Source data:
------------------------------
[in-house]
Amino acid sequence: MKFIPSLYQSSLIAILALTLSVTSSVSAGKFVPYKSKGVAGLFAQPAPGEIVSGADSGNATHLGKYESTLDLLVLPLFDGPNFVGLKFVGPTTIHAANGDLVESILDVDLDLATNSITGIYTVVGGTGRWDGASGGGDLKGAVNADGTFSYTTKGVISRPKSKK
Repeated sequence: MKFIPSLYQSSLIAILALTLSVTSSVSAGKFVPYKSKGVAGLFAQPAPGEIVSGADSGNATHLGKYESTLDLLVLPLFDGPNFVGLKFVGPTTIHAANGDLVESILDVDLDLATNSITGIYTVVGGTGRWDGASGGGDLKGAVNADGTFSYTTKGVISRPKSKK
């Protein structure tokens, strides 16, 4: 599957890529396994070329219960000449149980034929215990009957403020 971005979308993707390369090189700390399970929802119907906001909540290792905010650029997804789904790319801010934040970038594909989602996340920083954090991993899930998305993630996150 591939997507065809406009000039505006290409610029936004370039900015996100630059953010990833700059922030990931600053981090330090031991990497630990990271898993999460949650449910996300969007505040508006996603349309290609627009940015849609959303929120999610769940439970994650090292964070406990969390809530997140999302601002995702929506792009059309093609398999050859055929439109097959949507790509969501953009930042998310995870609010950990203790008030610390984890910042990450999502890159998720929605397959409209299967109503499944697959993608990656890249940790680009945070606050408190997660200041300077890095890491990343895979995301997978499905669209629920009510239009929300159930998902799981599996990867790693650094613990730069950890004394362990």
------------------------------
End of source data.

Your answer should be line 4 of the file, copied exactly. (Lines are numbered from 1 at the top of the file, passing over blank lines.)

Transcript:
């Protein structure tokens, strides 16, 4: 599957890529396994070329219960000449149980034929215990009957403020 971005979308993707390369090189700390399970929802119907906001909540290792905010650029997804789904790319801010934040970038594909989602996340920083954090991993899930998305993630996150 591939997507065809406009000039505006290409610029936004370039900015996100630059953010990833700059922030990931600053981090330090031991990497630990990271898993999460949650449910996300969007505040508006996603349309290609627009940015849609959303929120999610769940439970994650090292964070406990969390809530997140999302601002995702929506792009059309093609398999050859055929439109097959949507790509969501953009930042998310995870609010950990203790008030610390984890910042990450999502890159998720929605397959409209299967109503499944697959993608990656890249940790680009945070606050408190997660200041300077890095890491990343895979995301997978499905669209629920009510239009929300159930998902799981599996990867790693650094613990730069950890004394362990």